To test the presence of NO<sub>2</sub><sup>-</sup> or NO<sub>3</sub><sup>-</sup> I added a mixture of sulfanilacid and alpha-naphthylamine (in German “Lunges Reagenz”). The test was positive. But it is very very sensitive, so maybe just some milligrams of NaNO<sub>2</sub> have formed. I don’t know. I let the liquid dry, but never tested the residue.

But even if this give only bad yields, it could be possible to synthesise a nitrite, by passing nitrous fumes from H<sub>2</sub>O<sub>2</sub> and NH<sub>3</sub> (see first post) through a NaOH solution.

… start on research :)
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thumbup.gif posted on 29-12-2003 at 03:30


Hmm... The reaction of H2O2 and ammonia can lead to different outcomes, depending on the stochiometry. The main reaction that probably happened at such low temperatures was the formation of HYDRAZINE! The hydrazine could probably go to hydrazoic acid if there was enough H2O2 present. If there was more H2O2 and more vigorous reaction conditions, nitrogen could have been evolved. And of course, yet more H2O2 yields nitrite and nitrate. Just like chlorine, going in order from smaller to bigger amounts of chlorine in the stochiometry, the products of its reaction with ammonia are:
Hydrazine
Chloramine
Nitrogen
Dichloramine
Nitrogen trichloride.
Going back to NH3/H2O2... More vigorous reaction conditions are required, in my opinion.
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[*] posted on 6-1-2004 at 16:44
Hydrazine From Peroxides?


Hydrazine from ammonia and H2O2.It sounds to good to be true!!!

The formula would have to be
2NH3 + H2O2

That is two parts ammonia to one part of hydrogen peroxide.Hydrazine requires 2 Nitrogen and four hydrogen.The extreme reactions are caused by the excess hydrogen and oxygen being released from the reaction




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[*] posted on 7-1-2004 at 01:33
Hmmm...


Mephisto: how do you expect nitrous fumes (acidic) evolve after you've added strong alkali? Hydrochloric acid might be a better test. I even think that ammonium chloride could be used, so as to remove nitrous fumes from the reaction zone as soon as formed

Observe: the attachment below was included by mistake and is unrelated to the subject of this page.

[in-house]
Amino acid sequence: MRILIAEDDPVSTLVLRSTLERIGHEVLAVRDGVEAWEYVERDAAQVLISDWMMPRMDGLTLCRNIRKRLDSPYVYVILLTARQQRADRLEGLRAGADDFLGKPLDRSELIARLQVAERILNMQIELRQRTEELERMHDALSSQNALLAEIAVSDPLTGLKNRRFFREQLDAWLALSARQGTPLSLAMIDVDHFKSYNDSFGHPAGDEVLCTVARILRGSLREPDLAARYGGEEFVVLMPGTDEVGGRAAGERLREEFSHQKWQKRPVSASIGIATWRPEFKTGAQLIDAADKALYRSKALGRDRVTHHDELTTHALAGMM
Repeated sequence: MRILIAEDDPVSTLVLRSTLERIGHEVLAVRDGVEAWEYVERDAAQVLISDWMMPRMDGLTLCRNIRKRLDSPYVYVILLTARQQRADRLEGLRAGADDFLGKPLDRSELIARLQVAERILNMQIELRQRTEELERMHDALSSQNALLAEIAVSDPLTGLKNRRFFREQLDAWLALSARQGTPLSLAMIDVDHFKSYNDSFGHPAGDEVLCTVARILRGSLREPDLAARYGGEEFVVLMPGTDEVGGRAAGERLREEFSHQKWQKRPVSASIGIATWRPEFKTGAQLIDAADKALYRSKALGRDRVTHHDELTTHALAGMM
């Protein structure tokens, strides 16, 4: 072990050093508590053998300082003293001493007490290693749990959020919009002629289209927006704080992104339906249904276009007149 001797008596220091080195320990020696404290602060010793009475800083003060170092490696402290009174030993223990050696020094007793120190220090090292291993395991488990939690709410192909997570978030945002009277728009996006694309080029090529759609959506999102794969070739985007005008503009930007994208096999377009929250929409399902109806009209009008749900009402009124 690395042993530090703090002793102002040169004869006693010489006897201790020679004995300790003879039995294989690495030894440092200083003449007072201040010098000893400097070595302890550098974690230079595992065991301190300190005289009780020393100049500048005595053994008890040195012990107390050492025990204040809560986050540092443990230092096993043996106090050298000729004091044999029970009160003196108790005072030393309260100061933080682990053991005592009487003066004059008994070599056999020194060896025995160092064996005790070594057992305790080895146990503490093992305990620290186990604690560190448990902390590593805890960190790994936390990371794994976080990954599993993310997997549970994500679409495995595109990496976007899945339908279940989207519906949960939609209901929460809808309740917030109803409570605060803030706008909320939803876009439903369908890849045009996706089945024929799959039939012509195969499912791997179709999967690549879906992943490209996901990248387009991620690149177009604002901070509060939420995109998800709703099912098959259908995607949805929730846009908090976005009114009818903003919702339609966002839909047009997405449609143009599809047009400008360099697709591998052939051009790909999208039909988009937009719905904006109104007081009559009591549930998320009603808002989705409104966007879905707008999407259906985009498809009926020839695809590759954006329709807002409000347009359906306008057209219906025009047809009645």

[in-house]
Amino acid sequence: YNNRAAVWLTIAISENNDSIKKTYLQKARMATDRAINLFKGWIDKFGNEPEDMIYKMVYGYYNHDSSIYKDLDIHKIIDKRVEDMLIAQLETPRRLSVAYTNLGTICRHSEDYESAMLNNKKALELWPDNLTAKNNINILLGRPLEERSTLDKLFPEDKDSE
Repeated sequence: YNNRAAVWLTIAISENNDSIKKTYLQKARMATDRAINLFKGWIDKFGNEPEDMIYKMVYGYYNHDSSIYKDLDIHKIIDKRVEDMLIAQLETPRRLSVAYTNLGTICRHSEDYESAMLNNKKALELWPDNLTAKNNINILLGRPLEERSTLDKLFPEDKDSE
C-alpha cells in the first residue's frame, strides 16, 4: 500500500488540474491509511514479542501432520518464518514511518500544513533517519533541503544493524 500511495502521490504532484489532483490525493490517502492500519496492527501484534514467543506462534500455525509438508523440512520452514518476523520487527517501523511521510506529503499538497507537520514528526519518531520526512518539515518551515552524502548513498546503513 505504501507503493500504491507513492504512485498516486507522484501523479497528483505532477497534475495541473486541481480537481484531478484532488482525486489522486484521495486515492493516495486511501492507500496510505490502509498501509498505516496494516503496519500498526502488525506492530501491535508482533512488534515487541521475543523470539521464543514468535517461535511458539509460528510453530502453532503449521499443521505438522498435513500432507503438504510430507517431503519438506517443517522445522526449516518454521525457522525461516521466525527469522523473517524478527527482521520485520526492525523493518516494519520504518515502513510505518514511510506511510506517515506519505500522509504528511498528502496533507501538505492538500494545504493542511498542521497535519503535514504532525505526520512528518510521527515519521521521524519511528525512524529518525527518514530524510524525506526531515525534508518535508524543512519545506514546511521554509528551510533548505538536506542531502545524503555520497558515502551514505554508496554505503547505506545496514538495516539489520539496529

[Edited on 9-1-2004 by Theoretic]
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[*] posted on 7-1-2004 at 11:12


Actually in the presence of a ketone you
would probably get indole.This of course
will set the way for psychedelic chemistry.
Indole is the main component to all
tryptamines including 5-MT(serotonin)
I have always wanted to try to synthesis
5-MT and take a dose of it




.....
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[*] posted on 23-4-2007 at 20:42


I wonder whether or not nitrogen trichloride and peroxide will form nitric acid. Working with NCl<sub>3</sub> isn't a good idea on a large scale, but if it works it would be a tempting route to nitrates. I don't have a fume hood so I won't be trying this, has anyone else been brave (read: stupid) enough?

Assuming this method works, are the following equations correct?

NH<sub>3</sub> (aq) + 3HCl (aq) --> NCl<sub>3</sub> + 3H<sub>2</sub>
2NCl<sub>3</sub> + 5H<sub>2</sub>O<sub>2</sub> --> + 2HNO<sub>3</sub> + 3Cl<sub>2</sub> (g) + 4H<sub>2</sub>O




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[*] posted on 23-4-2007 at 21:06


My only experiance involving NCl3 was accidental and mildly amusing...
The first reaction will not work, the following will happen.
NH3 +HCl -->NH4Cl

IIRC, NCl3 is prepared by bubbling chlorine into an ammonium nitrate solution, or electrolysis of ammonium chloride.

The second reaction I really could not say...




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[*] posted on 23-4-2007 at 21:31


Quote:
Originally posted by The_Davster
My only experiance involving NCl3 was accidental and mildly amusing...
The first reaction will not work, the following will happen.
NH3 +HCl -->NH4Cl


Ah, thanks for pointing that out! NH<sub>4</sub>Cl in a solution of HCl in excess should form NCl<sub>3</sub> when NaOCl is added. Without the bleach nothing happens.

I guess what the question boils down to is will hydrogen peroxide oxidize nitrogen trichloride from +3 to +5?

[Edited on 24-4-2007 by Levi]